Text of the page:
The '90s saw the beginning of downtown revitalization in urban and downtown areas, particularly among young middle and upper-class individuals and families.
"It's like a pendulum," Nisbet said, "People moved away from downtown and now it's swinging back. There's a certain amount of nostalgia about going downtown."
With more than 600 businesses, downtown Kingsport is hardly dormant. The problem is that those businesses are spread over 44 blocks, which sometimes gives the appearance that there's not much going on. Areas where there is more activity, such as the antique district along Broad Street, are offset by areas that include empty storefronts between businesses.
"In the areas where there is heavy foot traffic, you see businesses clustered in those areas," Siglin said.
"Then you'll see buildings that are empty. And if there are several buildings empty in a row or close by, it creates this gap. So you've got areas of heavy traffic and areas of no traffic.
Coupled with no visible nightlife, those gaps have given Kingsport the image of a sleepy town. Changing Kingsport's after business hours is something the DKA is working to change. Last month, DKA held an Octoberfest concert starring San Bush on the Citizens Bank lawn off Main Street. The event attracted more than 800 people on a Friday night. The DKA plans to hold four to six such events next year. In doing so, they hope to stem the tide of young professionals who head out of town on the weekend to enjoy music and other artistic pursuits.
"We don't have a lot of reasons for people to come downtown at night," said Mark Freeman, a DKA board member. "A lot of people are finding that need being filled in Asheville or other places. We need to find some way to compete with that."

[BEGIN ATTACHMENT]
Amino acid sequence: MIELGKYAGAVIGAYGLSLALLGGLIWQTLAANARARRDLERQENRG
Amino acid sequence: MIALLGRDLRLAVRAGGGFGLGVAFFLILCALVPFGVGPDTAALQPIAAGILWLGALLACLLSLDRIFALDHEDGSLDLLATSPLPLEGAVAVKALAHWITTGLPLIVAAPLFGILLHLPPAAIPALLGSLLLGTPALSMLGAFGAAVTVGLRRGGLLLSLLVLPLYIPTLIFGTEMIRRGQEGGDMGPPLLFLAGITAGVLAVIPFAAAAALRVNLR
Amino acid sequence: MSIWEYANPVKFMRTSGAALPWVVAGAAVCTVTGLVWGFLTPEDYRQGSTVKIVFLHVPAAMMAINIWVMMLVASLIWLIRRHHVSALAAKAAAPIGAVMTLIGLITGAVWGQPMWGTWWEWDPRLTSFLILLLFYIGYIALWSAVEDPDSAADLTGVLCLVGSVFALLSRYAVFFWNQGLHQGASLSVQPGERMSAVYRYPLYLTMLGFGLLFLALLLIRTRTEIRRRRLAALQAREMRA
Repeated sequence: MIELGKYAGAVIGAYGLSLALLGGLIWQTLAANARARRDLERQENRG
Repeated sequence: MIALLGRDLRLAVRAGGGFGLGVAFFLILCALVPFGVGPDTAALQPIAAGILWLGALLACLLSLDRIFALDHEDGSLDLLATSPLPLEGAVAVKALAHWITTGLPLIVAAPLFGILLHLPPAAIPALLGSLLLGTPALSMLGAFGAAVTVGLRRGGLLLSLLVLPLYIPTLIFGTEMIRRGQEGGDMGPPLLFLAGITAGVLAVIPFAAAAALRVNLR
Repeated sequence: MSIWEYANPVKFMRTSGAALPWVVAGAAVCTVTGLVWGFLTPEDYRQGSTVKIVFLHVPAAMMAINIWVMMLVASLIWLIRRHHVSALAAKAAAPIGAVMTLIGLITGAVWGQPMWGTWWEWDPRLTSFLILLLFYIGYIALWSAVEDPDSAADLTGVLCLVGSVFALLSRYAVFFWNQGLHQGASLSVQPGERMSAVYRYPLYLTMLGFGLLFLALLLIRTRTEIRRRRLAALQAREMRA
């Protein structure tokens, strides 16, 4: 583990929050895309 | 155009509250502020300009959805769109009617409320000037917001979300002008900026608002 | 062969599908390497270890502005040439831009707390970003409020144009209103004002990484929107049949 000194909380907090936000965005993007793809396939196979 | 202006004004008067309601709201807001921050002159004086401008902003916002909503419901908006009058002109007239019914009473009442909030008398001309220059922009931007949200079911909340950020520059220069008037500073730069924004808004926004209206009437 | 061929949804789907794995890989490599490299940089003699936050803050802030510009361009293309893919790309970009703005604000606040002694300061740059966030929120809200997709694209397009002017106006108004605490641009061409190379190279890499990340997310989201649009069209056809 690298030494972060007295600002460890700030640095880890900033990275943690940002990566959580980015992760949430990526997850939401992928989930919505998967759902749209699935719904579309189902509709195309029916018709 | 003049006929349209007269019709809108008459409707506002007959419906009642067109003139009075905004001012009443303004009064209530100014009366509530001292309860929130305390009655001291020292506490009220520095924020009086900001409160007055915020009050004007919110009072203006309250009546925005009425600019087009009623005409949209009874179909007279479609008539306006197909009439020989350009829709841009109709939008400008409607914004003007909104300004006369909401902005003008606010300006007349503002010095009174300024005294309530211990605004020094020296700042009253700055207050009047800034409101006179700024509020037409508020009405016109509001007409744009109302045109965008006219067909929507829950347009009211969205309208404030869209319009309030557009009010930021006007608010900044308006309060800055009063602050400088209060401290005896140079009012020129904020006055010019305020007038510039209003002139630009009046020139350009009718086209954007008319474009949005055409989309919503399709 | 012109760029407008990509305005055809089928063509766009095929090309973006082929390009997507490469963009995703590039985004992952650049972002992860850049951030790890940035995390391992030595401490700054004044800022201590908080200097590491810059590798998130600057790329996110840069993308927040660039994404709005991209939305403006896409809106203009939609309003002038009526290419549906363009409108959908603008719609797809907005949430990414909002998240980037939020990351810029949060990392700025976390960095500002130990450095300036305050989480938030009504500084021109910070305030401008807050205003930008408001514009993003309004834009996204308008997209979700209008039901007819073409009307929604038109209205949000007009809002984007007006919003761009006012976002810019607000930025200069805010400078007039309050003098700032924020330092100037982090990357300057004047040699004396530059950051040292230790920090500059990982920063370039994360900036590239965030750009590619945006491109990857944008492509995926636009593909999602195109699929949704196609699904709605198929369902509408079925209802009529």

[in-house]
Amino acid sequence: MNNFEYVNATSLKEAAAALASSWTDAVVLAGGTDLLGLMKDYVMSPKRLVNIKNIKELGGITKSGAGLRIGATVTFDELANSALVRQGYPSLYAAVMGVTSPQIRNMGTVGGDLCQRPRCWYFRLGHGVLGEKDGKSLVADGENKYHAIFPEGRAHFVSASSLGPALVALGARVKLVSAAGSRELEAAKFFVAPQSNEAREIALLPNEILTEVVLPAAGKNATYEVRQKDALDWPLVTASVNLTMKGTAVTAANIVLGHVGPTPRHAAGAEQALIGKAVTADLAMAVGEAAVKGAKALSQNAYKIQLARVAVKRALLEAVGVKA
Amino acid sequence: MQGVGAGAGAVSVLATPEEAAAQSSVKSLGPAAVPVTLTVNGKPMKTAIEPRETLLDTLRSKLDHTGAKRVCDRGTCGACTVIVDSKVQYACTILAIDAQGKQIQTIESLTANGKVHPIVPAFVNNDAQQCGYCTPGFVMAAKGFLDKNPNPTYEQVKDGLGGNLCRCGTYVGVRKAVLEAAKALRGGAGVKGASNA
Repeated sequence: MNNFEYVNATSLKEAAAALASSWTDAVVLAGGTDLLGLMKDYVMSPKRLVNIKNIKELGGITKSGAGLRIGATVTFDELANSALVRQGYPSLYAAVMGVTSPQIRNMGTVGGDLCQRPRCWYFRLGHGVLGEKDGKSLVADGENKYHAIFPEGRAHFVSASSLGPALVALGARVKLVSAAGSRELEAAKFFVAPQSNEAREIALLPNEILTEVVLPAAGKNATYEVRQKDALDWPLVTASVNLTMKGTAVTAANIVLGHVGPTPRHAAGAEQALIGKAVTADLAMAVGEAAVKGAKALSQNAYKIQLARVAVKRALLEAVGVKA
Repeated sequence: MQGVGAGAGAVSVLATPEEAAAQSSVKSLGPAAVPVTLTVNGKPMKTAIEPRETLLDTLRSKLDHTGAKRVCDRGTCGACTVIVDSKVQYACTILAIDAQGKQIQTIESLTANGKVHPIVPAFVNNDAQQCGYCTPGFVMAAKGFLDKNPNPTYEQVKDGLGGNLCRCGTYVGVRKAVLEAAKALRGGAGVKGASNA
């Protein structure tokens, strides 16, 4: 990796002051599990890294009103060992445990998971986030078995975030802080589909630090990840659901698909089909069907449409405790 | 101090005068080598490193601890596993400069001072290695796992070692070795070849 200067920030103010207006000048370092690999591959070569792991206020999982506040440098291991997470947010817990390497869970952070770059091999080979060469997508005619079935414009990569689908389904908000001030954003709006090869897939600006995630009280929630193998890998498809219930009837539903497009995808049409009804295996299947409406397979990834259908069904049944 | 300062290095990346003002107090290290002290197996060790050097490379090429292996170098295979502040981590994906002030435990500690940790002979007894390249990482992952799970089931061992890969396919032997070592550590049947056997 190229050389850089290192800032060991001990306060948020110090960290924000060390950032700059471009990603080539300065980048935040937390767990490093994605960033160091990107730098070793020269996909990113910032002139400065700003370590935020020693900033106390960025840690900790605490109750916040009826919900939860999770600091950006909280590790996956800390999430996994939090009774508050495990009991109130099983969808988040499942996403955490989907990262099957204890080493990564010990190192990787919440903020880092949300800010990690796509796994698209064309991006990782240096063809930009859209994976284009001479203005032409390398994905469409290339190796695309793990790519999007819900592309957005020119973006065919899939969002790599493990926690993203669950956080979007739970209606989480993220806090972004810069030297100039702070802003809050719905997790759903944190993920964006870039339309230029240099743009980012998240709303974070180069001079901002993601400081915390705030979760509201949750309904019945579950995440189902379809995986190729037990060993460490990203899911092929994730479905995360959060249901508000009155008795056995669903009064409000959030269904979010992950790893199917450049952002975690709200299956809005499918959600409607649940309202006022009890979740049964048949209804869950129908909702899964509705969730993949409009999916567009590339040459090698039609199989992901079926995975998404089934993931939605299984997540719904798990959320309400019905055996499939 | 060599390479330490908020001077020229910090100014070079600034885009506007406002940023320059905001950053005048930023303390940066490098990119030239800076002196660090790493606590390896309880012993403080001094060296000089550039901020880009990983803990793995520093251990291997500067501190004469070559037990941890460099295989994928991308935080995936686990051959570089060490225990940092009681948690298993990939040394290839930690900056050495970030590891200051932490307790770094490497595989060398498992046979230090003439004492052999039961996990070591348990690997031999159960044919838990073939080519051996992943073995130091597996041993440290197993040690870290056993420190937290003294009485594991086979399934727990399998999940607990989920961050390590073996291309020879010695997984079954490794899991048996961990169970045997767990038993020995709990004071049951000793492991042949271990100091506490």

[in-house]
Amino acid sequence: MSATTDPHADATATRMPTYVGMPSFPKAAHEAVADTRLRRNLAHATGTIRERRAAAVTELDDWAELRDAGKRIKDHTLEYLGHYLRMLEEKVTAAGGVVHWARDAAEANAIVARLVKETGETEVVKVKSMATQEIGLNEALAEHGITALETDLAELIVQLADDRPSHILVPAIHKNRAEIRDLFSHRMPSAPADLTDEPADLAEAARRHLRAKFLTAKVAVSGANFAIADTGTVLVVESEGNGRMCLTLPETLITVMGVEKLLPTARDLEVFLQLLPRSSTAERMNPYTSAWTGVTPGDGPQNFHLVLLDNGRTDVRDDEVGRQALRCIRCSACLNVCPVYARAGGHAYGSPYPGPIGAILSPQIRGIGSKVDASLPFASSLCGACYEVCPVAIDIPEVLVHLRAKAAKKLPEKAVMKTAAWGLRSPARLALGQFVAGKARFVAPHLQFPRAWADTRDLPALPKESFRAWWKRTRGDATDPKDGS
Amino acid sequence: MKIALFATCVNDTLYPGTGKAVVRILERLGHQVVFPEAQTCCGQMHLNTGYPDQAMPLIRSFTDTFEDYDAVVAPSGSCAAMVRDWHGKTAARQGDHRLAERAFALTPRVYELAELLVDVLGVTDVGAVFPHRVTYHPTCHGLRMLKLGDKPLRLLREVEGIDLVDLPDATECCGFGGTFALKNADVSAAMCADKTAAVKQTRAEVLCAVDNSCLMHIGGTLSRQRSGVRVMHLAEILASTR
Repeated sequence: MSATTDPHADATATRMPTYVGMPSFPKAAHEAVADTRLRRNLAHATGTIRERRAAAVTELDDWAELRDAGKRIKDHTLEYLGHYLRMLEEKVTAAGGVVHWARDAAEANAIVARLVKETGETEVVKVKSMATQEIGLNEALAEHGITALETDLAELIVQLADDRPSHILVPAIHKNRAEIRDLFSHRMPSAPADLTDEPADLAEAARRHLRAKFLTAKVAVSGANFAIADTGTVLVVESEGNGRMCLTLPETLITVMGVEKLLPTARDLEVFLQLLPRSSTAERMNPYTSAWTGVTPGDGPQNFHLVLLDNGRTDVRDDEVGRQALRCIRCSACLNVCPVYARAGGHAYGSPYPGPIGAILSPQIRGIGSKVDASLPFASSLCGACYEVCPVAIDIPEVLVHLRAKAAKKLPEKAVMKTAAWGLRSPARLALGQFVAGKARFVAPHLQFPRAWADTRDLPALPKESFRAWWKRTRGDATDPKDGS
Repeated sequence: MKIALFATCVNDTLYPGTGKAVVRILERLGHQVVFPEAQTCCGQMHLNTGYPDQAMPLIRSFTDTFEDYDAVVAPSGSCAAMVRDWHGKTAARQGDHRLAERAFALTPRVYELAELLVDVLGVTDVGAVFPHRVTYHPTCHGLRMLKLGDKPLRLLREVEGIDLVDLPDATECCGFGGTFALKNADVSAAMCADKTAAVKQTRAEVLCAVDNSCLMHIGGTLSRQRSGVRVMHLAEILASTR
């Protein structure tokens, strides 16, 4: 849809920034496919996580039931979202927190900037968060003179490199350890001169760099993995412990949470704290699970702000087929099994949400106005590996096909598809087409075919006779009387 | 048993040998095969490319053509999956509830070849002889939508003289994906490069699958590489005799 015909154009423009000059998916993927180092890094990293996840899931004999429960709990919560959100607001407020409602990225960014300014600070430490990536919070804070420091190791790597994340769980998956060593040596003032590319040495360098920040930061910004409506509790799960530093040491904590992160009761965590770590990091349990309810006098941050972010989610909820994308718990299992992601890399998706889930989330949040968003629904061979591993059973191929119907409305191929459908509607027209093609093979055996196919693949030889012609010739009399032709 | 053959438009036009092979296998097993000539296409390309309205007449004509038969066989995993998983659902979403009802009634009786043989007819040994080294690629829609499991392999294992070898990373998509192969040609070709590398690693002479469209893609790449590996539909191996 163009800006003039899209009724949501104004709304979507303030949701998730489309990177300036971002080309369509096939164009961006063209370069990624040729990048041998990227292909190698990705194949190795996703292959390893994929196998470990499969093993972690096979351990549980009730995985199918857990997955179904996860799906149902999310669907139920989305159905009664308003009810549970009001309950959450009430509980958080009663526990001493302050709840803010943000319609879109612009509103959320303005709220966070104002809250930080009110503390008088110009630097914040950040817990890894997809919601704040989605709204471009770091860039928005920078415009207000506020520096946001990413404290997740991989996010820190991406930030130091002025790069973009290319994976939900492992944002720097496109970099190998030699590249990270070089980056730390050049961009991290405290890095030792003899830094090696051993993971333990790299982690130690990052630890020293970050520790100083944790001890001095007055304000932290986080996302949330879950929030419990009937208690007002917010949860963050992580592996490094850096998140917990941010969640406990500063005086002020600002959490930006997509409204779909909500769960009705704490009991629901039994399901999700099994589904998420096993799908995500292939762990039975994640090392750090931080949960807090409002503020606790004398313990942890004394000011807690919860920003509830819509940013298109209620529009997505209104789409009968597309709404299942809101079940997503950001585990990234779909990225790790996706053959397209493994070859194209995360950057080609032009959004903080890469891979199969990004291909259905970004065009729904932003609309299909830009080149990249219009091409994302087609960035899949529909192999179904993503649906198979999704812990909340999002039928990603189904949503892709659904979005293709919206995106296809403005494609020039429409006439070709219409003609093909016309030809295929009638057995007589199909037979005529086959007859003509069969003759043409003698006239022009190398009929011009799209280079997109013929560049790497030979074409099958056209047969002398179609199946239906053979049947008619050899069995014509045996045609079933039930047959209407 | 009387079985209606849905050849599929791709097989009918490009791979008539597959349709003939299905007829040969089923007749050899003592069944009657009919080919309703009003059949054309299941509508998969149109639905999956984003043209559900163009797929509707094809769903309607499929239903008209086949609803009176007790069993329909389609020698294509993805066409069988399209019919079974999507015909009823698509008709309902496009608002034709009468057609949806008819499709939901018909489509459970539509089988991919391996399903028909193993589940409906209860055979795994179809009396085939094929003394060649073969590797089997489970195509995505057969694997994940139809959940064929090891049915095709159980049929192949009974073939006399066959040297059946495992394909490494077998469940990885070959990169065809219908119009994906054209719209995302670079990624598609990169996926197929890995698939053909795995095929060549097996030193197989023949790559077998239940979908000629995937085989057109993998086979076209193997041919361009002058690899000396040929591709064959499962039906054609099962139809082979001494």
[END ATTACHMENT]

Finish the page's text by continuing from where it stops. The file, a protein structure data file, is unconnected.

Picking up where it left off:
Keller created an after-hours option this past summer by presenting free bluegrass concerts outside on Broad Street Friday nights. He plans on bringing back the 15-week series in 2005.
"I was just trying to create some summertime atmosphere." Keller said. "All I've done is take from the community since I've been here. The bluegrass series is my way of giving something back. If someone else can do something, that would be great, too. If it gets more people to come downtown. then it's good for all of us." Vachon thinks a key component to revitalizing downtown is getting more people to live there, something he and his wife, Angela plan on doing in the future.
"People who are moving to downtown areas consider that to be their neighborhood," Vachon says. "It becomes a walkable community. People want to get back to that. With lots of green space, parks, coffee shops, restaurants, grocery stores. Those are the types of things that will happen if people move downtown."
Creating such a culture won't come without challenges. Normal Sobel, who owns a 17,500-square-foot building on the corner of Center and Commerce Streets, is in favor of downtown revitalization. But he also thinks developers must proceed with caution.
"There are all kinds of issues, and they all have to be handled with kids gloves." Sobel said. "If my building was turned into a bunch of apartments, where would people park their cars? It's a big issue and we've got a lot of buildings.